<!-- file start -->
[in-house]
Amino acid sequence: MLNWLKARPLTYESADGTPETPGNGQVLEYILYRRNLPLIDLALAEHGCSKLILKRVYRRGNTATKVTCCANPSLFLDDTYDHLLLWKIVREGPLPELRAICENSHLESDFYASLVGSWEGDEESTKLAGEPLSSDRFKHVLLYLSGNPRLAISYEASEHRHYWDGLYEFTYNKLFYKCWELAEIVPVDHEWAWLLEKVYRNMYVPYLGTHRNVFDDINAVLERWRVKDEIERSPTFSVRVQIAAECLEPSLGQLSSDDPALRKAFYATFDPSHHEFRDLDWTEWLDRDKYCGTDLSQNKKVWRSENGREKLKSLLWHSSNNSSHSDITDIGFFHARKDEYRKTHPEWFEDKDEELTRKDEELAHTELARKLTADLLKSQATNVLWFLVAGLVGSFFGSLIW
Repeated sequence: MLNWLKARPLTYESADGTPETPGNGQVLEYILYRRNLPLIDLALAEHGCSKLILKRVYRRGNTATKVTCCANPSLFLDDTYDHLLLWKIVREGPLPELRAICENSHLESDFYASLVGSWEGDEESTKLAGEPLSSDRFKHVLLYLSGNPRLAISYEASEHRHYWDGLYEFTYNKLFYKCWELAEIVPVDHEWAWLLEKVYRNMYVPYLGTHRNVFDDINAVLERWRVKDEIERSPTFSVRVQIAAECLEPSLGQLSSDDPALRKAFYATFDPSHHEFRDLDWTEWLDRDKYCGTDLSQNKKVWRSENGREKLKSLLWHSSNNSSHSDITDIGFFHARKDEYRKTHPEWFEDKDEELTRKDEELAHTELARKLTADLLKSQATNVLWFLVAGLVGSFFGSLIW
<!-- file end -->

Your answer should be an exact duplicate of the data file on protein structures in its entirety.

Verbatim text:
[in-house]
Amino acid sequence: MLNWLKARPLTYESADGTPETPGNGQVLEYILYRRNLPLIDLALAEHGCSKLILKRVYRRGNTATKVTCCANPSLFLDDTYDHLLLWKIVREGPLPELRAICENSHLESDFYASLVGSWEGDEESTKLAGEPLSSDRFKHVLLYLSGNPRLAISYEASEHRHYWDGLYEFTYNKLFYKCWELAEIVPVDHEWAWLLEKVYRNMYVPYLGTHRNVFDDINAVLERWRVKDEIERSPTFSVRVQIAAECLEPSLGQLSSDDPALRKAFYATFDPSHHEFRDLDWTEWLDRDKYCGTDLSQNKKVWRSENGREKLKSLLWHSSNNSSHSDITDIGFFHARKDEYRKTHPEWFEDKDEELTRKDEELAHTELARKLTADLLKSQATNVLWFLVAGLVGSFFGSLIW
Repeated sequence: MLNWLKARPLTYESADGTPETPGNGQVLEYILYRRNLPLIDLALAEHGCSKLILKRVYRRGNTATKVTCCANPSLFLDDTYDHLLLWKIVREGPLPELRAICENSHLESDFYASLVGSWEGDEESTKLAGEPLSSDRFKHVLLYLSGNPRLAISYEASEHRHYWDGLYEFTYNKLFYKCWELAEIVPVDHEWAWLLEKVYRNMYVPYLGTHRNVFDDINAVLERWRVKDEIERSPTFSVRVQIAAECLEPSLGQLSSDDPALRKAFYATFDPSHHEFRDLDWTEWLDRDKYCGTDLSQNKKVWRSENGREKLKSLLWHSSNNSSHSDITDIGFFHARKDEYRKTHPEWFEDKDEELTRKDEELAHTELARKLTADLLKSQATNVLWFLVAGLVGSFFGSLIW